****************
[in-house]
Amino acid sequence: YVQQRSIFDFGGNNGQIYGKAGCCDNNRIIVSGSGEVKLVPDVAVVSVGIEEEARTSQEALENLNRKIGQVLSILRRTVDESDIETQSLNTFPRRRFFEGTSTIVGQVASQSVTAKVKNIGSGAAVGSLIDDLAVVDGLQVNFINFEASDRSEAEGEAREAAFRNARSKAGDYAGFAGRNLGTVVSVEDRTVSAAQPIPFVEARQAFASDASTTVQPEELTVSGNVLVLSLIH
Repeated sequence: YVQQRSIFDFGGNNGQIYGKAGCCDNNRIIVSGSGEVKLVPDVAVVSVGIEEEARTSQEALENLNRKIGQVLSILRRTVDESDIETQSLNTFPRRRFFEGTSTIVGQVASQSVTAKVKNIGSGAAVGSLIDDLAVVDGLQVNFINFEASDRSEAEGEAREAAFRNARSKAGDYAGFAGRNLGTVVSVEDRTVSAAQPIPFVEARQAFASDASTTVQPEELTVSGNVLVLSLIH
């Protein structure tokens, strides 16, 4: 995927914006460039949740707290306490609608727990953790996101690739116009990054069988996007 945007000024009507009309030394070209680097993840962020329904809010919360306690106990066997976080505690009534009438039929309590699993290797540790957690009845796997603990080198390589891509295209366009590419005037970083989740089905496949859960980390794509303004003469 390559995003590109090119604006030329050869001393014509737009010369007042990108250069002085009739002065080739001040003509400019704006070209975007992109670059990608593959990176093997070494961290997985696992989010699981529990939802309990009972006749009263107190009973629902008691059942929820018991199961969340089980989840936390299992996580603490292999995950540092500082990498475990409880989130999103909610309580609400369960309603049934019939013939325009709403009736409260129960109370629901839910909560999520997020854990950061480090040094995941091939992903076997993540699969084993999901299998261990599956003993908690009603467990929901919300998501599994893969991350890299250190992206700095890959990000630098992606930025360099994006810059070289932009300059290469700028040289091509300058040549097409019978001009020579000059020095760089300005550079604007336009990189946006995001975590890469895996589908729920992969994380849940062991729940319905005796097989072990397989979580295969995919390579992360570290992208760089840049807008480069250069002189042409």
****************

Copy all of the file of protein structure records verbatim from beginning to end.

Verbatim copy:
[in-house]
Amino acid sequence: YVQQRSIFDFGGNNGQIYGKAGCCDNNRIIVSGSGEVKLVPDVAVVSVGIEEEARTSQEALENLNRKIGQVLSILRRTVDESDIETQSLNTFPRRRFFEGTSTIVGQVASQSVTAKVKNIGSGAAVGSLIDDLAVVDGLQVNFINFEASDRSEAEGEAREAAFRNARSKAGDYAGFAGRNLGTVVSVEDRTVSAAQPIPFVEARQAFASDASTTVQPEELTVSGNVLVLSLIH
Repeated sequence: YVQQRSIFDFGGNNGQIYGKAGCCDNNRIIVSGSGEVKLVPDVAVVSVGIEEEARTSQEALENLNRKIGQVLSILRRTVDESDIETQSLNTFPRRRFFEGTSTIVGQVASQSVTAKVKNIGSGAAVGSLIDDLAVVDGLQVNFINFEASDRSEAEGEAREAAFRNARSKAGDYAGFAGRNLGTVVSVEDRTVSAAQPIPFVEARQAFASDASTTVQPEELTVSGNVLVLSLIH
């Protein structure tokens, strides 16, 4: 995927914006460039949740707290306490609608727990953790996101690739116009990054069988996007 945007000024009507009309030394070209680097993840962020329904809010919360306690106990066997976080505690009534009438039929309590699993290797540790957690009845796997603990080198390589891509295209366009590419005037970083989740089905496949859960980390794509303004003469 390559995003590109090119604006030329050869001393014509737009010369007042990108250069002085009739002065080739001040003509400019704006070209975007992109670059990608593959990176093997070494961290997985696992989010699981529990939802309990009972006749009263107190009973629902008691059942929820018991199961969340089980989840936390299992996580603490292999995950540092500082990498475990409880989130999103909610309580609400369960309603049934019939013939325009709403009736409260129960109370629901839910909560999520997020854990950061480090040094995941091939992903076997993540699969084993999901299998261990599956003993908690009603467990929901919300998501599994893969991350890299250190992206700095890959990000630098992606930025360099994006810059070289932009300059290469700028040289091509300058040549097409019978001009020579000059020095760089300005550079604007336009990189946006995001975590890469895996589908729920992969994380849940062991729940319905005796097989072990397989979580295969995919390579992360570290992208760089840049807008480069250069002189042409």